Car sales are one of the first things to dip in a recession, and they are among the first to benefit during a recovery. Yet, despite a doubling of auto sales in the United States since recovery began in 2009, with U.S. car sales levels not seen since 2005, markets have sold off on car makers for the past few years. General Motors Co. (NYSE: GM) is down 24% from its 2015 highs. Ford Motor Co. (NYSE: F) is down 35% since mid-2014.
In Japan, things aren’t any better. Toyota Motor Corp. (NYSE: TM) is down 19% from last year’s peak, and Honda Motor Co. Ltd. (NYSE: HMC) 25% lower across the same period. If the U.S. economy remains strong, and Japan can avoid slipping back into stagnation, which seems all the more likely now that the Bank of Japan has moved the country down into negative interest rates, we could be due a turnaround. But which of these companies looks strongest, and is Japan a better allocation than the United States when it comes to passenger car companies?
Toyota is by far the biggest of the four, with a market capitalization of $80 billion, versus $49 billion for Honda and around $45 billion for both Ford and GM. We just got word of 2015 full year sales, and once again, Toyota comes out on top. The company sold 10.14 million cars globally across the year — beating expectations — versus 9.8 million for GM and 4.36 million for Honda. Ford’s 2015 total has not yet been reported.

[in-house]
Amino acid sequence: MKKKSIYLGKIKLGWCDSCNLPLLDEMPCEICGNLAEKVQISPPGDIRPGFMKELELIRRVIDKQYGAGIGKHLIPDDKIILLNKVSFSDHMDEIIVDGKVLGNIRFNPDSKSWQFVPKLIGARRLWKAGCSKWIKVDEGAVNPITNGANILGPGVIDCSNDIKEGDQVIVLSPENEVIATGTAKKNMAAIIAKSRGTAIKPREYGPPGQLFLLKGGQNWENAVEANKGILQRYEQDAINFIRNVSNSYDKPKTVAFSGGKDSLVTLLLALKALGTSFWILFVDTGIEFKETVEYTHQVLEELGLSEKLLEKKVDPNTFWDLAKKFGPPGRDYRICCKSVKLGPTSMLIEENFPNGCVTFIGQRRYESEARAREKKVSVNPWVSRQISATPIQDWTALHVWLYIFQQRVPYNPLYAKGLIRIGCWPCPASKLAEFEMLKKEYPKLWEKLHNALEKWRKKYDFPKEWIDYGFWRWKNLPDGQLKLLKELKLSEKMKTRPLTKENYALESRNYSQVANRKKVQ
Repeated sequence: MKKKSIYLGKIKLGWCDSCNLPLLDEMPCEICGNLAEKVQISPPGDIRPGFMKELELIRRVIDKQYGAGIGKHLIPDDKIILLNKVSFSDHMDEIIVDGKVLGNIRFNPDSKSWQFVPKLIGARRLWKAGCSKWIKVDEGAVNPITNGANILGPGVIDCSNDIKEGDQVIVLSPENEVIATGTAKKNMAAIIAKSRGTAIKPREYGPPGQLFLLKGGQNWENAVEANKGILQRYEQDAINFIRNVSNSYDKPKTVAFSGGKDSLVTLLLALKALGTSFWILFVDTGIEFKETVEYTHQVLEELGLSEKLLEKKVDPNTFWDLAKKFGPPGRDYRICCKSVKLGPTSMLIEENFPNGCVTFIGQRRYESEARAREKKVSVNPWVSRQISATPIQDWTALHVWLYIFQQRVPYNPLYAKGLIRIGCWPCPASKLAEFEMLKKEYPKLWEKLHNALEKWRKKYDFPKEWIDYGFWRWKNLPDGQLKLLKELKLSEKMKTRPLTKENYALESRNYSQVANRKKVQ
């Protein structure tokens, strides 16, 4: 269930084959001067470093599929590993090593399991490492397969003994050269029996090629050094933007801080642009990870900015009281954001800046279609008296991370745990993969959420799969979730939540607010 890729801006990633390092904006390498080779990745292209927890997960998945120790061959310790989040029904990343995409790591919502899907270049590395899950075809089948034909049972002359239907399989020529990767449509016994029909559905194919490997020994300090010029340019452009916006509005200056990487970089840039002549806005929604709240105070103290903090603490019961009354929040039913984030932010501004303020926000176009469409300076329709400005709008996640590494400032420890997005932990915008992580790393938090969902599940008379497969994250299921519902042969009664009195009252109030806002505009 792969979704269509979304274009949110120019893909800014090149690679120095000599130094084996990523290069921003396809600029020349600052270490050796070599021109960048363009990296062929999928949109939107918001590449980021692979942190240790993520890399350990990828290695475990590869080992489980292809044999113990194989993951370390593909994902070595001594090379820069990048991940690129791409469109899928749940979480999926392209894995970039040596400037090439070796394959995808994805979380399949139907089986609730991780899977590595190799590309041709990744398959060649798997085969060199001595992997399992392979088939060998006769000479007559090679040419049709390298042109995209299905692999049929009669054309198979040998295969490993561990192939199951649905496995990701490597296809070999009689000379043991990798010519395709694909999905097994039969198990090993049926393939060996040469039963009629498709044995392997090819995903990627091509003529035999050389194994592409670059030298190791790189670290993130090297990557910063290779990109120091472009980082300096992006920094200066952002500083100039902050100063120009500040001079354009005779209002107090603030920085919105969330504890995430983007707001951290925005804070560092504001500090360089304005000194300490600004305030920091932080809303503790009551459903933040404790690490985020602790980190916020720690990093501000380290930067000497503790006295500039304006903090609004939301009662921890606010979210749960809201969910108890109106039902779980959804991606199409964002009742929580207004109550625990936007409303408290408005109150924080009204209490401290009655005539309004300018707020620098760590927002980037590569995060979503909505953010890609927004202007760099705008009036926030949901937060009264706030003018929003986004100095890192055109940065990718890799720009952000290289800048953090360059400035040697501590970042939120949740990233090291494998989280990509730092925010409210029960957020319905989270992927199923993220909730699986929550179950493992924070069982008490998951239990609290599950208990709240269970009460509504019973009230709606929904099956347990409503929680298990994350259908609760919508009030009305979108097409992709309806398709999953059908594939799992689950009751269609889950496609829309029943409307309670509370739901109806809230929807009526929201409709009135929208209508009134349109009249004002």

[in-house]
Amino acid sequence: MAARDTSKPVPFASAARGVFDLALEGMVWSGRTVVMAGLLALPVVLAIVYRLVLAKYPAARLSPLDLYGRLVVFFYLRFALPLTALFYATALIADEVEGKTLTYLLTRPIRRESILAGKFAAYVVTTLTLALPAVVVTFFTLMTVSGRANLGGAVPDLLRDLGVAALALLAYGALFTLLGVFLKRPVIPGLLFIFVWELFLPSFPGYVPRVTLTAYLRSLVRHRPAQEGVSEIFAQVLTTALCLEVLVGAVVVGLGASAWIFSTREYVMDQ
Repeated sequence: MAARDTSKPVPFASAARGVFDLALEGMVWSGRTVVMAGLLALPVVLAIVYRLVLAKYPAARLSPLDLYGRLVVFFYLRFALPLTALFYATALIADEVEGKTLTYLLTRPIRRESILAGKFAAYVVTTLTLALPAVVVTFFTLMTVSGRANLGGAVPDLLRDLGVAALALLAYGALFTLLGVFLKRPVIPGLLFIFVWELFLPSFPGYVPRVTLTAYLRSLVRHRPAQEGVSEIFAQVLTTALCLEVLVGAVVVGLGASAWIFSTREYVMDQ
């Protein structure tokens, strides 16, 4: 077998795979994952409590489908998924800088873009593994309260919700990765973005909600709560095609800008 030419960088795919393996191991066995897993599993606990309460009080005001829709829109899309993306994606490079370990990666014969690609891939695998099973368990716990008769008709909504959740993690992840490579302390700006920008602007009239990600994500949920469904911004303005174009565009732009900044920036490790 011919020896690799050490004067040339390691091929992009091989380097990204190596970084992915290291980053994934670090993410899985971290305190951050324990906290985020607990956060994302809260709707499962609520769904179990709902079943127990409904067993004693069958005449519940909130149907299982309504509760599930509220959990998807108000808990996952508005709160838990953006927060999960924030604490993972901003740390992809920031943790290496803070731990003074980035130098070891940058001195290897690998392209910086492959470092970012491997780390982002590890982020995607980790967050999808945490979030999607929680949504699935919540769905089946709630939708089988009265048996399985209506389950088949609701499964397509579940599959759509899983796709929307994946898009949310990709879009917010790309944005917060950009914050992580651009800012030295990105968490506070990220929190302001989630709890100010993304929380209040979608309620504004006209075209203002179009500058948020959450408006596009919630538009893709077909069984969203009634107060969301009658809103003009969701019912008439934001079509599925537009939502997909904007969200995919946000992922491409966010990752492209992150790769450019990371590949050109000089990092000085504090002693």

The Honda figures essentially show stagnation from 2014 levels, and Toyota, despite beating expectations, is down 10% from 2014. General Motors is down slightly since logging 9.9 million sales in 2014. Ford, while we don’t know its total sales figure, just recorded a record pretax profit of $10.8 billion and a net income of $7.4 billion for full year 2015 — the latter being up a huge $6.1 billion on 2014’s number. It also took the top spot in the most sold vehicle category with its F-150 pickup — for the 34th year running.
So it looks like the United States, and specifically Ford, have the momentum as things stand, but this could be set to change. The Japanese government just announced a negative interest rate policy, which should boost lending and consumer credit, given that saving money is now essentially penalized. This can only be a good thing for automakers, as freed up and cheap capital should boost demand for new vehicles.
While U.S. carmakers have the edge today, Japanese carmakers should pick up pace medium term, but what about longer term?
General Motors staked its claim in driverless vehicles and ride sharing this month, with its acquisition of Sidecar’s assets and intellectual property and its subsequent $500 million investment in Lyft. Ford is finally ramping up sales in China, having just reported a close to 30% increase in December sales year on year. For reference, GM sells about three times more cars in China than does Ford. Honda is in a minor crisis on the back of an airbag recall, and it looks as though it might need a new CEO very soon. Toyota has just bet $3 billion dollars on the minivehicle sector with its acquisition of Daihatsu. At a time when global emphasis is on the climate change debate, this might prove a smart move.
In summary then, Ford looks strong and is growing fast, GM is investing in what looks to be the future of driving and drivers, and Toyota has maintained its number one spot and is positioning itself to take advantage of macroeconomic sentiment. Honda, with its mass recall and modest numbers, looks the weakest of the bunch. For all concerned though, interest rates must remain at rock bottom or debt could start drowning balance sheets while sales collapse.